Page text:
Weidmann Says ECB Must Check If It Has Allowed Carbon Bias in QE
(Bloomberg) -- The European Central Bank should check whether it has unintentionally offered outsized support to environmentally harmful industries through its asset-purchase programs, according to Governing Council member Jens Weidmann.
The institution’s approach to mirror the composition of bond markets in its holdings is meant to prevent distortions and more effectively provide monetary stimulus, Weidmann said on Friday. “This is why we have to check whether we have unintentionally allowed bias to creep into our securities portfolio, compared to the universe of eligible bonds.”
His comments are the latest in a debate over how deeply the ECB should be involved in fighting climate change, which has intensified under President Christine Lagarde. One workstream in its strategy review, which is due to finish around the middle of next year, is devoted to the topic.
Officials have yet to decide whether the ECB can remain fully neutral in the market when it conducts asset purchases or whether it’s justified to skew buying toward issuers with greener credentials. They have bemoaned that climate risks aren’t properly reflected by the market.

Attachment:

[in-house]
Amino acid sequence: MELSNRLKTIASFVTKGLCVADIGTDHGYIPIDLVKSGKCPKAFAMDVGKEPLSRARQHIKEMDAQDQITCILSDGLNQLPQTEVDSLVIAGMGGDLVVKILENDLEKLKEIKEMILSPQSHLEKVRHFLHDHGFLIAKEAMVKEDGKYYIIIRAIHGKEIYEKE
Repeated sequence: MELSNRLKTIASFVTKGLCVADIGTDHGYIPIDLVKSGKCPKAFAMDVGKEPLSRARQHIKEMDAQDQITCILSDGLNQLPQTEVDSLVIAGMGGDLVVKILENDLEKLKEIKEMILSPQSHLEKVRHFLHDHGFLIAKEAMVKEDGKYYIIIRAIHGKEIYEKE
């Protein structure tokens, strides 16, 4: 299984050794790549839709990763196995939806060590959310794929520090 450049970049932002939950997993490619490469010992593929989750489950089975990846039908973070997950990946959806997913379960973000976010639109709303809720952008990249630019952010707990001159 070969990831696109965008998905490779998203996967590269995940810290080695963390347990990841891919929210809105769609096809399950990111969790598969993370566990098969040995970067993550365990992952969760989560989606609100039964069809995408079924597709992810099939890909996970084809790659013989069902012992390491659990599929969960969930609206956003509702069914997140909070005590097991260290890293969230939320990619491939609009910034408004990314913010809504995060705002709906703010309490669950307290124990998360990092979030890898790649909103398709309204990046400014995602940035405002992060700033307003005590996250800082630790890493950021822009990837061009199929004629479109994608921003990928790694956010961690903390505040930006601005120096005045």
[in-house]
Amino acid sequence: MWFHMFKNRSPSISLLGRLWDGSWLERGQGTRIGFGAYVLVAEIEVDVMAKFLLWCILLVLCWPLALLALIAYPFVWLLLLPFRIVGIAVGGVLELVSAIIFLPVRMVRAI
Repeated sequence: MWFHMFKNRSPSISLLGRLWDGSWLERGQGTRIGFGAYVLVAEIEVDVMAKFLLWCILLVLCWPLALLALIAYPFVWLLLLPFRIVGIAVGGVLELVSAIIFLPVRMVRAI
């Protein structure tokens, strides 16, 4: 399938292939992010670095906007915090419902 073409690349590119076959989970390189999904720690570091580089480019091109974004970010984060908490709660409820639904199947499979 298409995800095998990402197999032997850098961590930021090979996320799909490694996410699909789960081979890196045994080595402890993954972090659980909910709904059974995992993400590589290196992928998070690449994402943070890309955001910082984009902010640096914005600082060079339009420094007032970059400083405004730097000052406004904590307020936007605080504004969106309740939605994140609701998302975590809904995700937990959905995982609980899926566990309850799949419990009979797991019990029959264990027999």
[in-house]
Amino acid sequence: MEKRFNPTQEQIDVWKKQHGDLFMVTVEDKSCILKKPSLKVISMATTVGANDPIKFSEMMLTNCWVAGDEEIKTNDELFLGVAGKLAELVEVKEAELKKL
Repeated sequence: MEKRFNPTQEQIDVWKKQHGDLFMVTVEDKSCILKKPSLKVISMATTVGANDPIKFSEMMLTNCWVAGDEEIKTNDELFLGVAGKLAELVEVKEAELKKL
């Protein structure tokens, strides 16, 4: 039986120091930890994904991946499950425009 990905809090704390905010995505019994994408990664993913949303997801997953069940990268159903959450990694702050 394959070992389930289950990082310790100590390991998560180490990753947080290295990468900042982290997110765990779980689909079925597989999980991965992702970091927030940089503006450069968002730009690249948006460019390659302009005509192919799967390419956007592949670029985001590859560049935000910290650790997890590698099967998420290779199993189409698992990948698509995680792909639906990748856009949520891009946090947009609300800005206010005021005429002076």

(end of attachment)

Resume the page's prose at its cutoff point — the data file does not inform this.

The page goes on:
Weidmann argued central banks should consider only purchasing bonds or accepting them as collateral if their issuers are transparent about those risks. The ECB could also examine whether it should only use credit ratings that include climate-related financial threats, he said.
At the same time, he cautioned against eliminating brown assets altogether.
“The impact of potentially excluding carbon-intensive firms from our portfolio should not be overestimated,” he said. “I am very critical of suggestions that monetary policy should be used to actively pursue climate-policy goals.”
French governor Francois Villeroy de Galhau stressed at a separate event that he and his colleagues are united in fighting climate change. He argued there is “much more common ground” on the issue in the Governing Council than is sometimes said.
While the ECB can’t be the only game in town, there are ways it could contribute, he said. The institution should incorporate climate change in economic models as well as assess the climate-related risks in its collateral framework.
“We will have technical discussions about the best way to proceed, relying partly on external rating,” he added.
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